A web filtering appliance is an internet content filter that obstructs web-borne threats such as malware, ransomware, and phishing from impacting a database. It also allows network administrators control over what online content can be viewed by network users. Therefore, as well as keeping networks and the devices that link to them safe from viruses, a web filtering appliance can also help enhance productivity in the workplace.
Every time a network user visits a link or enters a URL into a browser bar, the web filtering appliance compares the request to open a web page against blacklists of websites and IP addresses. The blacklists are kept up to date with details of websites and IP addresses known to store malware or linked with spam emails, spam emails being a high-risk vector for phishing attacks.
If a requested web page is encrypted (i.e. has an https:// prefix), the web filtering software decrypts the web page, virus scans its content, and re-encrypts the web page in a process known as SSL inspection. It is important that web filter appliances perform this process, as malware is known to have been earlier hidden in supposedly “secure” websites with fake or illegally obtained SSL certificates.
If the web filtering appliance spots a match between the requested website address and a website/IP address on the blacklist, access to the website is not given to the network user who receives a notification explaining why their request has not been fulfilled. The blocked URL/IP address is added to a report that can be implemented by network managers to show compliance with industry security regulations.
Whereas the mechanisms that secure networks from malware, ransomware, and phishing attacks are included in a web filtering appliance by default, network managers have complete discretion over what internet content network users can view. The application of user policies is maintained through an administrative portal and includes category filters and keyword filters.
Over six billion web pages are broken down into categories depending on the nature of their content—for instance, adult entertainment, online gambling, social media, etc. Network managers can pick which categories they want restricted access to with the click of a mouse and fine-tune their selections using keyword filters to restrict access to smaller groups of websites without stopping the entire category.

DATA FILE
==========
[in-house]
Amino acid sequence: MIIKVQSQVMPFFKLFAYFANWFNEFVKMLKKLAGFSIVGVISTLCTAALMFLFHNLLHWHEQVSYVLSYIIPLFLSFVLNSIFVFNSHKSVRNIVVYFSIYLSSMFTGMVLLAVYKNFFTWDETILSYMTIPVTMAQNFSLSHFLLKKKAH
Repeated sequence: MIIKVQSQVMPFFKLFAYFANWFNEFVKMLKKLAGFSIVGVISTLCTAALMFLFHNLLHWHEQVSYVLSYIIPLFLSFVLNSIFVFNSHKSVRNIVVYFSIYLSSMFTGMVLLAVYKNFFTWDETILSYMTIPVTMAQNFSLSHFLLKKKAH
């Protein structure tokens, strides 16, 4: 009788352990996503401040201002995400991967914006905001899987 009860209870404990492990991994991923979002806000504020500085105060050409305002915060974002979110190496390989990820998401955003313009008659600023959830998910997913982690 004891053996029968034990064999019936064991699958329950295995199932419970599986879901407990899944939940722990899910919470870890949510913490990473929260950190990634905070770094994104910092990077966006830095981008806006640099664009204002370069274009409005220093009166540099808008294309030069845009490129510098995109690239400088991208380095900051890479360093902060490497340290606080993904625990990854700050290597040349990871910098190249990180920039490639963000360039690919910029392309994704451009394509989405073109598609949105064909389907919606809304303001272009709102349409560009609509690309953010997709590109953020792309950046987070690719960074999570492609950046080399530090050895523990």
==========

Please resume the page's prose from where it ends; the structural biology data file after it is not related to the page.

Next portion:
Network managers can apply the filtering parameters by individual person, user group, or network-wide. Limits can be applied by time, bandwidth, or—on multi-location networks—by IP address. It is recommended network managers also stop web traffic traveling through non-standard ports and access to anonymizer sites that may be used to get around the filtering parameters.
The main financial bonus of web filtering is not having your network under threat from malware, ransomware, and phishing attacks. The cost of recovering from a successful attack can be millions of dollars for a large group. A secondary financial benefit—enhanced productivity—can also save firms millions of dollars each year depending on the size of the company.
There are also some less obvious financial advantages, such as the elimination of HR issues as due to restricting access to online material that may be considered offensive or inappropriate, and the provision of a more family-friendly WiFi service by businesses in the hospitality sector—like McDonald’s and Starbucks both witnessed when they added a web filtering appliance.
Businesses in the hospitality sector who manage web activity through the web filtering appliance can use the data they gather to tailor marketing activities towards their customers. For example, a bar offering a WiFi service identifies that customers regularly view football-related websites, the bar could host a special football-themed evening to bolster the amount of returning customers.